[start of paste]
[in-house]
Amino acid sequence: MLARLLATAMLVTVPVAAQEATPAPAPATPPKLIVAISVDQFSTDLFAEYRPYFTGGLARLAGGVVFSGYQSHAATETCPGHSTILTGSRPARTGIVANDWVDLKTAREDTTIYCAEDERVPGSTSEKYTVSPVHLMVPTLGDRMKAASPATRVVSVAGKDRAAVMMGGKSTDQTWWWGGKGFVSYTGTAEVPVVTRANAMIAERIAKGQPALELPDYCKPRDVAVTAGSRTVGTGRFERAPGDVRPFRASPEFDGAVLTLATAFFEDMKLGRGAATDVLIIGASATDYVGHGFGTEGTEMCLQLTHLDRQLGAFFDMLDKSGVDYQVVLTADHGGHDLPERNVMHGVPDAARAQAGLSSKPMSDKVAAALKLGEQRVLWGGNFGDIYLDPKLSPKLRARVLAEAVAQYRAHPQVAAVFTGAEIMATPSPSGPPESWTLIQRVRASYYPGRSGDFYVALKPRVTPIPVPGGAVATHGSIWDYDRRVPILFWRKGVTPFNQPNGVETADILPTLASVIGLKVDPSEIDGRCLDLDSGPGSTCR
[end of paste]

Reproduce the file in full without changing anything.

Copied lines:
[in-house]
Amino acid sequence: MLARLLATAMLVTVPVAAQEATPAPAPATPPKLIVAISVDQFSTDLFAEYRPYFTGGLARLAGGVVFSGYQSHAATETCPGHSTILTGSRPARTGIVANDWVDLKTAREDTTIYCAEDERVPGSTSEKYTVSPVHLMVPTLGDRMKAASPATRVVSVAGKDRAAVMMGGKSTDQTWWWGGKGFVSYTGTAEVPVVTRANAMIAERIAKGQPALELPDYCKPRDVAVTAGSRTVGTGRFERAPGDVRPFRASPEFDGAVLTLATAFFEDMKLGRGAATDVLIIGASATDYVGHGFGTEGTEMCLQLTHLDRQLGAFFDMLDKSGVDYQVVLTADHGGHDLPERNVMHGVPDAARAQAGLSSKPMSDKVAAALKLGEQRVLWGGNFGDIYLDPKLSPKLRARVLAEAVAQYRAHPQVAAVFTGAEIMATPSPSGPPESWTLIQRVRASYYPGRSGDFYVALKPRVTPIPVPGGAVATHGSIWDYDRRVPILFWRKGVTPFNQPNGVETADILPTLASVIGLKVDPSEIDGRCLDLDSGPGSTCR